>>>>>Art
    >>>>>
    >>>>>
    >>>>>Mapanari wrote:
    >>>>>
    >>>>>
    >>>>>>"Bob Headrick" <bobh@proaxis.com>
    >>>>>>wrotenews:114pef3n8psai84@corp.supernews.com:
    >>>>>>
    >>>>>>
    >>>>>>>"Mapanari" <whosthat@anonmail.com> wrote in message
    >>>>>>>news:Xns962AB5F2C2A0Amapi@216.168.3.64...
    >>>>>>>
    >>>>>>>
    >>>>>>>>The research I've done, and as a former purchasing manger/buyer,
    >>>>>>>>leads
    >>>>>>>>me to believe that almost all OEM ink comes from only a few places,
    >>>>>>>>and
    >>>>>>>>they sell the same bulk ink to online resellers; with the caveat
    >>>>>>>>that
    >>>>>>>>they can't say "Same as HP ink!" because that would screw their
    >>>>>>>>sales
    >>>>>>>>of bulk ink to HP and Canon et al.
    >>>>>>>>
    >>>>>>>>The formula and the ink is pretty basic.
    >>>>>>>>
    >>>>>>>
    >>>>>>>Your research is faulty. Making an ink formulation that gives
    >>>>>>>optimum lightfastness, black to color bleed, print quality, image
    >>>>>>>quality,
    >>>>>>>optical density, color balance and other parameters while still
    >>>>>>>maintaining nozzle health is not something printer manufacturers just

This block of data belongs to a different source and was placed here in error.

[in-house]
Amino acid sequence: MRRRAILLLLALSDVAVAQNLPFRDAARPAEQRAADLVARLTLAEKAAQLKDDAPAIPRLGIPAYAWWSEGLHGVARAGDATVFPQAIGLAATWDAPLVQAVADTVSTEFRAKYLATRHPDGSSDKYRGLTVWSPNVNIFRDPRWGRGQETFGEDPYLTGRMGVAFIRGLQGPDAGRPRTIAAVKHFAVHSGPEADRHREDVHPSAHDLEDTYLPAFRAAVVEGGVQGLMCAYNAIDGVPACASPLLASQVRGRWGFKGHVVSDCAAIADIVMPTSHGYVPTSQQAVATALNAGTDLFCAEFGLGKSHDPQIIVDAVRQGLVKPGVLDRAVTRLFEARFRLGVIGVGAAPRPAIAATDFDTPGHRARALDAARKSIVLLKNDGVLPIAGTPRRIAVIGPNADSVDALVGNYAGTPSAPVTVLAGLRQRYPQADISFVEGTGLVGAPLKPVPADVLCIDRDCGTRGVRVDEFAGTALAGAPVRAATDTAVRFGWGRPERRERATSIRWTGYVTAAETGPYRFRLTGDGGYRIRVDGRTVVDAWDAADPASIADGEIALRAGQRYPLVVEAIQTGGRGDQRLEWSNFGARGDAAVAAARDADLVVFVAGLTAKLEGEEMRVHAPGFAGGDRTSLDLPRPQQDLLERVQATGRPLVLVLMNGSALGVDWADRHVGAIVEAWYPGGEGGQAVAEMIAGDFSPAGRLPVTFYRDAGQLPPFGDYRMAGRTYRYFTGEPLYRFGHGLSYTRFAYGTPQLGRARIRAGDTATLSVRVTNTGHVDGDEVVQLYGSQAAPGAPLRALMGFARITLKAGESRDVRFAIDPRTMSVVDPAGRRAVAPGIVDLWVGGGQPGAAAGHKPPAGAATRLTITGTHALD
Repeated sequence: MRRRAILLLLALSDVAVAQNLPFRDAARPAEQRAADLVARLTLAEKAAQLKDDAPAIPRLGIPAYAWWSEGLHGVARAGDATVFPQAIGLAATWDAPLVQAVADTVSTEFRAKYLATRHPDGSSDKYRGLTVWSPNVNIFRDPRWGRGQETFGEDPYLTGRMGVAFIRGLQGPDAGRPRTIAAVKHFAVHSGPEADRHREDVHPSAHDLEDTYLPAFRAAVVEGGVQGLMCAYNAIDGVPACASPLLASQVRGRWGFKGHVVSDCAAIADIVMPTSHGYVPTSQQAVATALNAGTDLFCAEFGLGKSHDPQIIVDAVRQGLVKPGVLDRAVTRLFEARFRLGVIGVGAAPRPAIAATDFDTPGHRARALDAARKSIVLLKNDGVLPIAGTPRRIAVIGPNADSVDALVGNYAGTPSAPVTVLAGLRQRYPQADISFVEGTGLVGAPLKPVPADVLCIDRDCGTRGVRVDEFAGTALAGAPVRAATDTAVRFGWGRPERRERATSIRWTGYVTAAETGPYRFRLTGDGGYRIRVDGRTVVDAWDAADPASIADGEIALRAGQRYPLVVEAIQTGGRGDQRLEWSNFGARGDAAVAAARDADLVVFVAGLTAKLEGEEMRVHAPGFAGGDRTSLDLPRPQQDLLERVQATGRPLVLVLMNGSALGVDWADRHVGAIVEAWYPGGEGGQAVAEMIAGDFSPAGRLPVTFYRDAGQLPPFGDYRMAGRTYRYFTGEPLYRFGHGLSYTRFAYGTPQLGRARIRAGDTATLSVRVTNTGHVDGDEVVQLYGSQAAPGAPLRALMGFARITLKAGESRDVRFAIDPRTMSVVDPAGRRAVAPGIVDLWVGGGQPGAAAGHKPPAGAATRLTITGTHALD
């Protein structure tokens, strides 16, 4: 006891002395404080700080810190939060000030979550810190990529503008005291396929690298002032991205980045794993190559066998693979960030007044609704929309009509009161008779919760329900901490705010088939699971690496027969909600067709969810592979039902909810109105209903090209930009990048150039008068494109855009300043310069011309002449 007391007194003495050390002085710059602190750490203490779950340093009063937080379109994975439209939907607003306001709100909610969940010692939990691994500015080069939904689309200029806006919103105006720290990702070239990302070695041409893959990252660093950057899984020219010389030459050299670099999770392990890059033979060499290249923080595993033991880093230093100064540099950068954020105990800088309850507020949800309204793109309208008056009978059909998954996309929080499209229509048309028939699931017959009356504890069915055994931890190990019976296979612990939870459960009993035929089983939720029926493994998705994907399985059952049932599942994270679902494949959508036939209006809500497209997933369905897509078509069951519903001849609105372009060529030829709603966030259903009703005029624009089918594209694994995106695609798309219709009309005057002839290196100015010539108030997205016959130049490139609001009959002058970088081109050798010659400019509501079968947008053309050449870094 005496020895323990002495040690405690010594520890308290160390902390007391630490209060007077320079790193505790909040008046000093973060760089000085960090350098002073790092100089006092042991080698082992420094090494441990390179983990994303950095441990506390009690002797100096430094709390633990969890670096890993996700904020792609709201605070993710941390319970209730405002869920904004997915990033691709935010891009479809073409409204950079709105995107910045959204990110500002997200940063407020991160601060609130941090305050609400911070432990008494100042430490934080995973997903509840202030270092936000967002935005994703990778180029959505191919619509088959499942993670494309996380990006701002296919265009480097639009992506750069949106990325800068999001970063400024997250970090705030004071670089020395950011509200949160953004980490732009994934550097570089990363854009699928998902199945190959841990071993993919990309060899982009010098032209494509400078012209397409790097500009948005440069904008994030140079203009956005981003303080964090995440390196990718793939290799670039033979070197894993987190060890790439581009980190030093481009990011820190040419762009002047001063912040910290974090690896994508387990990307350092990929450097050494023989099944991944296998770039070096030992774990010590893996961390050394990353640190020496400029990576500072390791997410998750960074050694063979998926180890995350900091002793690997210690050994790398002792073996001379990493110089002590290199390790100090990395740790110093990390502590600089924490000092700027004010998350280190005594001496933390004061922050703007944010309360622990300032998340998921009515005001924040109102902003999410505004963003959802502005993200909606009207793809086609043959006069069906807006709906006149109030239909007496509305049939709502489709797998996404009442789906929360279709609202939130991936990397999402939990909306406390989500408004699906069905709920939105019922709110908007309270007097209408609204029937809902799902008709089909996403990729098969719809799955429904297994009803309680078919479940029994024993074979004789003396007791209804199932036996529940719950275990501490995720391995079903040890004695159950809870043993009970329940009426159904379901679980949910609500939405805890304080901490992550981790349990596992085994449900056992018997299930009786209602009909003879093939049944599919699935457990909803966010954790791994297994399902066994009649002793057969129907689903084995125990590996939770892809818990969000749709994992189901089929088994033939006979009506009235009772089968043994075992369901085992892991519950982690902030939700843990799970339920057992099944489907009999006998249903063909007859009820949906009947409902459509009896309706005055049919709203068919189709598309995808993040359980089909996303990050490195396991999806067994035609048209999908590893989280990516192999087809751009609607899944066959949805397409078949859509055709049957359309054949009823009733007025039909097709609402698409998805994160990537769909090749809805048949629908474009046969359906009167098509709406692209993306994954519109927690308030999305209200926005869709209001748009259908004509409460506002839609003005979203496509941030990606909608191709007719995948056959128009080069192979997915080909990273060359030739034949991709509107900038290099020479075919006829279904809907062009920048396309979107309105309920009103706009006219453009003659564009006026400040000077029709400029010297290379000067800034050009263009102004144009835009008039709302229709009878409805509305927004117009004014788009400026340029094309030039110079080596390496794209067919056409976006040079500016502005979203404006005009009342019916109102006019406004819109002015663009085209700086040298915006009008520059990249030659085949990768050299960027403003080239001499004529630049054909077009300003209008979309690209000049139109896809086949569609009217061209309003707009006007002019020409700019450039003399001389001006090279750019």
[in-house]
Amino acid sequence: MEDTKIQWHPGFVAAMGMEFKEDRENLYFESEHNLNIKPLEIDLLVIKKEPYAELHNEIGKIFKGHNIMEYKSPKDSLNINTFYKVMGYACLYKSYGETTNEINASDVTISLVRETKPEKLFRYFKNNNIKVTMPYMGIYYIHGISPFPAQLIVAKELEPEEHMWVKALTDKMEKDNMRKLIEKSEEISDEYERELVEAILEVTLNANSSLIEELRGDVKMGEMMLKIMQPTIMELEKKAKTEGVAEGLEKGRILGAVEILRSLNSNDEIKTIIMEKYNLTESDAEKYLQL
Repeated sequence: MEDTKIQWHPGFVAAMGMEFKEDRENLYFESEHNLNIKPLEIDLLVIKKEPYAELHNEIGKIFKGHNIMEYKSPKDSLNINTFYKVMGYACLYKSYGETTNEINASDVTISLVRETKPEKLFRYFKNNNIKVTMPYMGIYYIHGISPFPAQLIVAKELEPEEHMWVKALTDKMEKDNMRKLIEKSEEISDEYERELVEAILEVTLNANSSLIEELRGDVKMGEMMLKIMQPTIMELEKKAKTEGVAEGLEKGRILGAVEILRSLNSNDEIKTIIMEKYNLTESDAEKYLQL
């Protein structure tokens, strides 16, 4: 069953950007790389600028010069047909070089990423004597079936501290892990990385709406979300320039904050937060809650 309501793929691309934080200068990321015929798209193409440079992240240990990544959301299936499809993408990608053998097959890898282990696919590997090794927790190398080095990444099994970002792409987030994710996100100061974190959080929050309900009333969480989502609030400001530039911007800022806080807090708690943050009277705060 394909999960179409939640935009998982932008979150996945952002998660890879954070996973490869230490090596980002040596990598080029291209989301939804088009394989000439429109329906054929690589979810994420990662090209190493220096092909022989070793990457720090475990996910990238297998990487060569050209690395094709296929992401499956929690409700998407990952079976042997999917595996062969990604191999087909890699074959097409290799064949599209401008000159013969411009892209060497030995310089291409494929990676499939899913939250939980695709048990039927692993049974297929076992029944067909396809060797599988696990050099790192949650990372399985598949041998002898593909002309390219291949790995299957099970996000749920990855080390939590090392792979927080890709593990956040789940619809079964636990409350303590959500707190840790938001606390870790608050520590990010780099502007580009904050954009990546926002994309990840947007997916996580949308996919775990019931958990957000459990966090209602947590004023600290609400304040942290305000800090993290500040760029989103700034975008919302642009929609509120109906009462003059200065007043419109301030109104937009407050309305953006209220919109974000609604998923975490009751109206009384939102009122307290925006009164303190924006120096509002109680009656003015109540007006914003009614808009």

>>>>>>>pick off the shelf. Printer companies invest heavily in ink
    >>>>>>>chemistry
    >>>>>>>and they typically own the intellectual property of given
    >>>>>>>formulations. HP, Epson and Cannon have hundred of ink related
    >>>>>>>patents.
    >>>>>>>
    >>>>>>>- Bob Headrick, not speaking for my employer HP
    >>>>>>>
    >>>>>>>
    >>>>>>>
    >>>>>>>
    >>>>>>Right...and Exxon gas will put a tiger in your tank and BP gas will
    >>>>>>help clean your valves and Texaco gas will give you better
    >>>>>>milage....and yet....all the tanker trucks stop off at the same HESS
    >>>>>>Refinary depot every morning from every station and refill their
    >>>>>>tanker trucks with the same gas.
    >>>>>>
    >>>>>>And yet, millions of mooing morons will swear they get better gas
    >>>>>>milage by using Exxon instead of that "no name gas on the corner,
    >>>>>>which has water in it it and is cheap bad gas!", and pay an extra 30c
    >>>>>>a gallon too!
    >>>>>>
    >>>>>>Son, you really are a child of the 80's advertising mass media
    >>>>>>consumption market.
    >>>>>>
    >>>>>>Granted, there is a slight diference in some inks, but 90% of the
    >>>>>>diference is in advertising, not physical properties.
    >>>>>>
    >>>>>>
    >>>>>>
    >>
    >>As the Manager of Cartridge World (Oxford) UK. I can agree and accept what
    >>is being said here. Cartridge World as a whole use one of the top research
    >>and ink producers in the industry (OCP, Europe).
    >>Like the oem producers, large amounts of money are spent in formulating
    >>the ink we use for refilling and our own brand cartridges, to be as